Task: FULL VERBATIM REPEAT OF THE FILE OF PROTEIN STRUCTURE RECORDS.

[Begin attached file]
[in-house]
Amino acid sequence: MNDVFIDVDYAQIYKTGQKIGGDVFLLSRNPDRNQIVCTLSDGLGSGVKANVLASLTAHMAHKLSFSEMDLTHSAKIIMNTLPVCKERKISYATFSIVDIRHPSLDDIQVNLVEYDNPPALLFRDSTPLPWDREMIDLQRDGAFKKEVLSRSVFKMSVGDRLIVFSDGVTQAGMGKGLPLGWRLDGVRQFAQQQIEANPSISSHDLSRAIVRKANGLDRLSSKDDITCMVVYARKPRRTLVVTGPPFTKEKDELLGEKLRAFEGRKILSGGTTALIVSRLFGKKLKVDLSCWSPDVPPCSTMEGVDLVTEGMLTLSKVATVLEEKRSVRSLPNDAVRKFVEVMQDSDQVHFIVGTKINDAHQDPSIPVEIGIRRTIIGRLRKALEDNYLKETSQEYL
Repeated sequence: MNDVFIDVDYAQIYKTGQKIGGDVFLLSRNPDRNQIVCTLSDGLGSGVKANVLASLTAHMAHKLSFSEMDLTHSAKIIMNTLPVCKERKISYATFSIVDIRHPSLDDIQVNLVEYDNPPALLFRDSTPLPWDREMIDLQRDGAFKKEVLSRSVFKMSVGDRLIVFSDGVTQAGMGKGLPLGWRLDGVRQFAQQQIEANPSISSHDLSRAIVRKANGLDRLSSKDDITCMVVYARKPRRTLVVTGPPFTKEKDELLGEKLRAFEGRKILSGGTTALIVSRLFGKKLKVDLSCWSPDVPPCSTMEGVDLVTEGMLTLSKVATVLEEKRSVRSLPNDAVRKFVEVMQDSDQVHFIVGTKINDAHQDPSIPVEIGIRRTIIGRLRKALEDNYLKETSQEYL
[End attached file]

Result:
[in-house]
Amino acid sequence: MNDVFIDVDYAQIYKTGQKIGGDVFLLSRNPDRNQIVCTLSDGLGSGVKANVLASLTAHMAHKLSFSEMDLTHSAKIIMNTLPVCKERKISYATFSIVDIRHPSLDDIQVNLVEYDNPPALLFRDSTPLPWDREMIDLQRDGAFKKEVLSRSVFKMSVGDRLIVFSDGVTQAGMGKGLPLGWRLDGVRQFAQQQIEANPSISSHDLSRAIVRKANGLDRLSSKDDITCMVVYARKPRRTLVVTGPPFTKEKDELLGEKLRAFEGRKILSGGTTALIVSRLFGKKLKVDLSCWSPDVPPCSTMEGVDLVTEGMLTLSKVATVLEEKRSVRSLPNDAVRKFVEVMQDSDQVHFIVGTKINDAHQDPSIPVEIGIRRTIIGRLRKALEDNYLKETSQEYL
Repeated sequence: MNDVFIDVDYAQIYKTGQKIGGDVFLLSRNPDRNQIVCTLSDGLGSGVKANVLASLTAHMAHKLSFSEMDLTHSAKIIMNTLPVCKERKISYATFSIVDIRHPSLDDIQVNLVEYDNPPALLFRDSTPLPWDREMIDLQRDGAFKKEVLSRSVFKMSVGDRLIVFSDGVTQAGMGKGLPLGWRLDGVRQFAQQQIEANPSISSHDLSRAIVRKANGLDRLSSKDDITCMVVYARKPRRTLVVTGPPFTKEKDELLGEKLRAFEGRKILSGGTTALIVSRLFGKKLKVDLSCWSPDVPPCSTMEGVDLVTEGMLTLSKVATVLEEKRSVRSLPNDAVRKFVEVMQDSDQVHFIVGTKINDAHQDPSIPVEIGIRRTIIGRLRKALEDNYLKETSQEYL